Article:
Pulmonary Vein Stenosis After Ablation of Atrial Fibrillation
What is the risk of pulmonary vein stenosis (PVS) in patients undergoing radiofrequency catheter ablation (RFCA) of atrial fibrillation (AF)?
Magnetic resonance imaging or computed tomography was performed before and after PV antrum isolation by RFCA in 976 patients in 2005-2016. PVS was classified as mild (30-50% reduction in diameter), moderate (50-70%), or severe (>70%). The post-RFCA imaging was performed at a mean of 6 months of follow-up.
Mild PVS was found in 31.4% of patients, moderate PVS in 4.3%, and severe PVS in 0.7%. Only one patient (0.1%) reported severe dyspnea attributable to PVS. This patient had subtotal occlusion of the left inferior PV and severe stenosis in the left superior PV and required stenting.
The risk of PVS requiring intervention following antral PV isolation is very small. Routine screening for post-RFCA PVS is not necessary.
A large international survey reported that the prevalence of severe PVS after RFCA to isolate the PVs was <1%. However, this survey was voluntary, leaving open the possibility of under-reporting of complications. It is reassuring that this single-center cohort study confirms that the risk of severe PVS is <1%. The prevalence of mild and moderate PVS was surprisingly high, strongly suggesting that RFCA often was performed at or within the PV ostia. This is rarely necessary with adequate antral ablation.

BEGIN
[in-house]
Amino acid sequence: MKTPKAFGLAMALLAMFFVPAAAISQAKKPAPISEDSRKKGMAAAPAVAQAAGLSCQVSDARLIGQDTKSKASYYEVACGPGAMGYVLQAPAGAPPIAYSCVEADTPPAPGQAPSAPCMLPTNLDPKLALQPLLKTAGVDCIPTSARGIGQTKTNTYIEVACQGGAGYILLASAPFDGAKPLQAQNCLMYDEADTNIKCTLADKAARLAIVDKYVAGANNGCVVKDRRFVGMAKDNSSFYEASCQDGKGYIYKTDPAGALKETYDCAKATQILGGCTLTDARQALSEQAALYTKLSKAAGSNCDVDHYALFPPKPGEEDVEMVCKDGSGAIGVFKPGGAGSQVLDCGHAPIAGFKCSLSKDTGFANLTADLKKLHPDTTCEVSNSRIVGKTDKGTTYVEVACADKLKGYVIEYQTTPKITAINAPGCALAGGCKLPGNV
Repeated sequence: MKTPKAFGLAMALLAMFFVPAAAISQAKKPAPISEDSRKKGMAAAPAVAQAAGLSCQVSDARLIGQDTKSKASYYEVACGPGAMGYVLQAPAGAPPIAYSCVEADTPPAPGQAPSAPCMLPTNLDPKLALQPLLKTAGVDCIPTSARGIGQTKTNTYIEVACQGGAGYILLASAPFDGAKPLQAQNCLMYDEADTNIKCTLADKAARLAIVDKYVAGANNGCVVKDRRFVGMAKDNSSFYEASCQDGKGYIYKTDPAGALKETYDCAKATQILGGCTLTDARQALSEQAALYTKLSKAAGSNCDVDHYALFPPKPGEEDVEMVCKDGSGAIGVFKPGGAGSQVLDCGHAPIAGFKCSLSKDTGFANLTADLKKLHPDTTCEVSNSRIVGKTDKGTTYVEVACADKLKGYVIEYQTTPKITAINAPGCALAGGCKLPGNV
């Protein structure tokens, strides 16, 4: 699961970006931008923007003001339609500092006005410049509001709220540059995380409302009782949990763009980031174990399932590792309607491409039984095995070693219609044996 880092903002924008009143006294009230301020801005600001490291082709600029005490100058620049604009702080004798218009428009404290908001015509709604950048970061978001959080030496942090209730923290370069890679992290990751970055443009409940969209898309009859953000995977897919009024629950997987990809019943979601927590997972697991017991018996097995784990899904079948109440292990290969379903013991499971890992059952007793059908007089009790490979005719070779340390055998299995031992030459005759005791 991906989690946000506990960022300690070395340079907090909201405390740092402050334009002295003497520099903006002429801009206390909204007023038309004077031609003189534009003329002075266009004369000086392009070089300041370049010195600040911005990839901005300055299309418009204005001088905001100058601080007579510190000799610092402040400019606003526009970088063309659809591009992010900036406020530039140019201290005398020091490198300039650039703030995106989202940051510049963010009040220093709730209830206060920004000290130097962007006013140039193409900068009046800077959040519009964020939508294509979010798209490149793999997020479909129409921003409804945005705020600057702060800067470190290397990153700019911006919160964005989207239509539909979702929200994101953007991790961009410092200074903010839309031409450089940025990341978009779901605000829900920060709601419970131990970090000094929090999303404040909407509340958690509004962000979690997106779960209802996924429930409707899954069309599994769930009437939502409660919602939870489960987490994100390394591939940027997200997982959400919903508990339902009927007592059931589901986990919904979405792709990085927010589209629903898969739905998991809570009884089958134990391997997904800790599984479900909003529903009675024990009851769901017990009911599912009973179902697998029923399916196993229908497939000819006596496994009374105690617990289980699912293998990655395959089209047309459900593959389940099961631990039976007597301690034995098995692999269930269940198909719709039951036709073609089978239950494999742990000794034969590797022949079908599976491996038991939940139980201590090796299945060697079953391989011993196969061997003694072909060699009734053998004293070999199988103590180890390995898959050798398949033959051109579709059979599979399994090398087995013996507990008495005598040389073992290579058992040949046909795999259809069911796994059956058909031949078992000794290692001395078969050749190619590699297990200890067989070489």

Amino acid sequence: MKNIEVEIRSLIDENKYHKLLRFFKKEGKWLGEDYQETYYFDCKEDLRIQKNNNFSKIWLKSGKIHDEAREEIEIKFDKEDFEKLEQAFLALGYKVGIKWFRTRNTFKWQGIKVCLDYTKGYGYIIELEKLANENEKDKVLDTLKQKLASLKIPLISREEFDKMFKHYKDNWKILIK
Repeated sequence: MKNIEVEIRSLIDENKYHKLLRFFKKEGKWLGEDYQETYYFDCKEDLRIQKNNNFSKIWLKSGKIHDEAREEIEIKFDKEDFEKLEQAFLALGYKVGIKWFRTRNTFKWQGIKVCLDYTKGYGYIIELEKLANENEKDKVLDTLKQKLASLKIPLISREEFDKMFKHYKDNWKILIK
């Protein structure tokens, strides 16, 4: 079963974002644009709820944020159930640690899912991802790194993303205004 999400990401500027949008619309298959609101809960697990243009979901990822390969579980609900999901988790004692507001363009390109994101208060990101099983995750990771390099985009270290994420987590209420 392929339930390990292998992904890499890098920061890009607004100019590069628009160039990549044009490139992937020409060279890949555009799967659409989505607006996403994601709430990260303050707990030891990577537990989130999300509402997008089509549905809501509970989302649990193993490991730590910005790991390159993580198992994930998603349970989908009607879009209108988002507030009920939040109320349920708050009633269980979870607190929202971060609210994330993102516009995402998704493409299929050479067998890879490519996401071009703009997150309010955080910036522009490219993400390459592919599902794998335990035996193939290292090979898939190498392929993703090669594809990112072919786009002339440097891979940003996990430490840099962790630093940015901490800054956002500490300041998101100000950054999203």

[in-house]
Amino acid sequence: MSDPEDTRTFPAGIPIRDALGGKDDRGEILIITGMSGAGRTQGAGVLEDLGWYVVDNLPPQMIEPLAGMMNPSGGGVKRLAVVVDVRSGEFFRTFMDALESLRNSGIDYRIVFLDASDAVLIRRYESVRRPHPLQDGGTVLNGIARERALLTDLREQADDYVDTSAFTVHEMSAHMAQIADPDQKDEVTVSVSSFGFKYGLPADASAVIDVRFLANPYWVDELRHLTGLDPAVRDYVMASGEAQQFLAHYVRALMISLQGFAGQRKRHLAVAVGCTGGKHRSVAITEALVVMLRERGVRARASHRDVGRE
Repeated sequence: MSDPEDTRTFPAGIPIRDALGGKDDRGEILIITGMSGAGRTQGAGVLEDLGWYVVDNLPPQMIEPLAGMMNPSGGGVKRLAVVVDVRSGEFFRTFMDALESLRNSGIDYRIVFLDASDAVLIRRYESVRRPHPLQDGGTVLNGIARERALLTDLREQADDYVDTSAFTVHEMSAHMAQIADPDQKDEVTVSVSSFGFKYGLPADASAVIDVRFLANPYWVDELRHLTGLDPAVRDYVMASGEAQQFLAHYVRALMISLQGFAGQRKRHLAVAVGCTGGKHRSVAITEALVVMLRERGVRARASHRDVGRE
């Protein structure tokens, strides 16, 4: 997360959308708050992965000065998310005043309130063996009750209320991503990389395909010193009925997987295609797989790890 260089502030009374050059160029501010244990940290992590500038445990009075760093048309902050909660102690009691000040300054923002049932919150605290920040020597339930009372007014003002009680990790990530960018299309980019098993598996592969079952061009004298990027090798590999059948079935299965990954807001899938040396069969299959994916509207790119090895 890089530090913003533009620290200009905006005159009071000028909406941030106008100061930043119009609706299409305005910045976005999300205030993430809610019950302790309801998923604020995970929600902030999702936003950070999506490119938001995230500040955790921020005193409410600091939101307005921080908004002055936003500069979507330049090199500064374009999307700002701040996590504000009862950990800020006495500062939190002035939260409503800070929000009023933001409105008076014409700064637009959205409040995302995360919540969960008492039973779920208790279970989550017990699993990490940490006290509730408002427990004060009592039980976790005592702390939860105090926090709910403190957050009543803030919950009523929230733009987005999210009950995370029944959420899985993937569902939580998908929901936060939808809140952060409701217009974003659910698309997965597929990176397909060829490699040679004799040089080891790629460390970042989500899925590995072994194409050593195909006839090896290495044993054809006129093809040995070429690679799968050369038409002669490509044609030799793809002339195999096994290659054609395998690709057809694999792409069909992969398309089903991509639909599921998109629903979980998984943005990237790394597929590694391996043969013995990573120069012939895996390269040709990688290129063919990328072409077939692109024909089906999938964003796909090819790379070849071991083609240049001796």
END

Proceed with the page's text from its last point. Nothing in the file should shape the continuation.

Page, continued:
Clinical Topics: Arrhythmias and Clinical EP, Heart Failure and Cardiomyopathies, Invasive Cardiovascular Angiography and Intervention, Noninvasive Imaging, Implantable Devices, SCD/Ventricular Arrhythmias, Atrial Fibrillation/Supraventricular Arrhythmias, Interventions and Imaging, Magnetic Resonance Imaging
Keywords: Arrhythmias, Cardiac, Atrial Fibrillation, Cardiac Imaging Techniques, Catheter Ablation, Constriction, Pathologic, Coronary Occlusion, Coronary Stenosis, Dyspnea, Magnetic Resonance Imaging, Pulmonary Veins, Stents
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